www.telegraph.co.uk - January 8, 2016
The story of the greatest supercar of the 20th century - and its creator - goes on display next month, says Matthew Carter
The story of the McLaren F1 - widely acknowledged as the greatest car of the 20th century - began in an airport lounge. With their flight from the 1988 Italian Grand Prix delayed, McLaren boss Ron Dennis, technical director Gordon Murray, marketing man Creighton Brown and Mansour Ojjeh of TAG (which part-owns McLaren) filled in the time discussing a possible McLaren road car.
Murray led the discussion, outlining how he would develop the ultimate driver's car. Above all, he wanted the first roadgoing McLaren to "be disruptive"; to upset the established supercar hierarchy.
The go-ahead was given and by March 1989 the project was made public. To achieve his goals, Murray started from scratch, using Formula One know-how to rewrite the supercar rule book. Everything - engine, chassis, even the tyres - was bespoke.
The car was certainly different. The F1 had an arrowhead seating position with the driver placed centrally, slightly ahead of the two passengers. It was the first production car to have a carbon-composite chassis, delivering great rigidity with light weight. And while a mid-engined layout was a given, Murray insisted on a naturally aspirated unit for instant throttle response.
After talks with Honda, which at the time powered McLaren's racing cars, came to nothing, McLaren turned to BMW. The German company developed an extremely compact 6.1-litre V12 that developed 627bhp and, more importantly, huge torque at low revs.
Drive was to the rear wheels via a F1-style carbon clutch to a transversely mounted six-speed gearbox. Styled by Peter Stevens, the F1 was small and, thanks to hours spent in the wind tunnel, initially devoid of ugly aerofoils. Instead, a fan-assisted airstream management system generated downforce around and under the car.
It was also devoid of driver aids - no power steering, no traction control, no brake servo.
Murray said: "We wanted the F1 to better the handling, ride comfort, performance and general dynamics of everything on the market. We benchmarked all the contemporary supercars as well as my then company car, a Honda NSX, for its ride and handling compromise.
"We achieved it all, except perhaps the steering. I chose the Sixties Lotus Elan as the steering benchmark. The F1 gets very close but doesn't better the purity of the Lotus."
A standout feature of the F1 was its central driving position
A prototype F1 was revealed at the 1992 Monaco Grand Prix, as was the cost. Yet despite its cool £634,500 price, McLaren lost money on every one produced. Today they can achieve upwards of £9 million on the rare occasions they come up for sale.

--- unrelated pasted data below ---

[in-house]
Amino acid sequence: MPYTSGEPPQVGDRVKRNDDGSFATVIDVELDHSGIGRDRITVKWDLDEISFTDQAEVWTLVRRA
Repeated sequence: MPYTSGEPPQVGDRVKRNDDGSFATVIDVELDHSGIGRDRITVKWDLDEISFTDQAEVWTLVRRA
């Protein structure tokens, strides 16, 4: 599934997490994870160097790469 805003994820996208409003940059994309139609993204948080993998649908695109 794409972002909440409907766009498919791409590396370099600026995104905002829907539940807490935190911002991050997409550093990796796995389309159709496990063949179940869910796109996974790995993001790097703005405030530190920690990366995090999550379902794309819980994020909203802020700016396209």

The first customer car was delivered just before Christmas in 1992 and production continued until 1998. Not that McLaren initially knew how long it would be in production, nor how many it was going to build.
Murray said: "We really didn't know what the market for the F1 would be. After we'd delivered the first cars we decided we would stop after 150. The one thing we didn't want to do was to p--- off our customers like Ferrari had done with the F40. That was meant to be a limited-run car but they went on to build something like 1,350 examples."
In the end, 106 F1s were produced and of that total only 64 were pure road cars as originally envisaged by Murray. The rest included five early prototypes, 28 F1 GTR "long-tail" race cars, three F1 GT homologation specials and five (plus one prototype) F1 LMs. These stripped and tuned versions were built to honour the car's winning performance at the 1995 Le Mans 24 Hours: the F1 took first, third, fourth and fifth.
In April 1998, racing driver Andy Wallace took the XP5 prototype to a top speed of 243mph, a world record for a production car at the time.
So, if he could do it all again, today, what if anything, would Murray change? "The only things I would upgrade are technical aspects that have improved in the last 25 years. The brakes, for example.
"I would also upgrade the headlights; the F1's lights are like glow-worms - you can't see anything over 150mph at night."
"Other than that, I wouldn't change a thing. It's still one of the fastest road cars - and is still the fastest naturally aspirated car - ever made. Those that are quicker have had to resort to huge engines and turbocharging. Even the latest generation of petrol-electric hybrid hypercars struggle to get close."
Such is the significance of the McLaren F1 that the forthcoming London Classic Car Show on February 18-21 is devoting an entire display to the car and its creator.
Curated by Murray himself, it will include five cars. What's more, there will be special exhibits showing aspects of the F1, including how the car was made and its many unique features.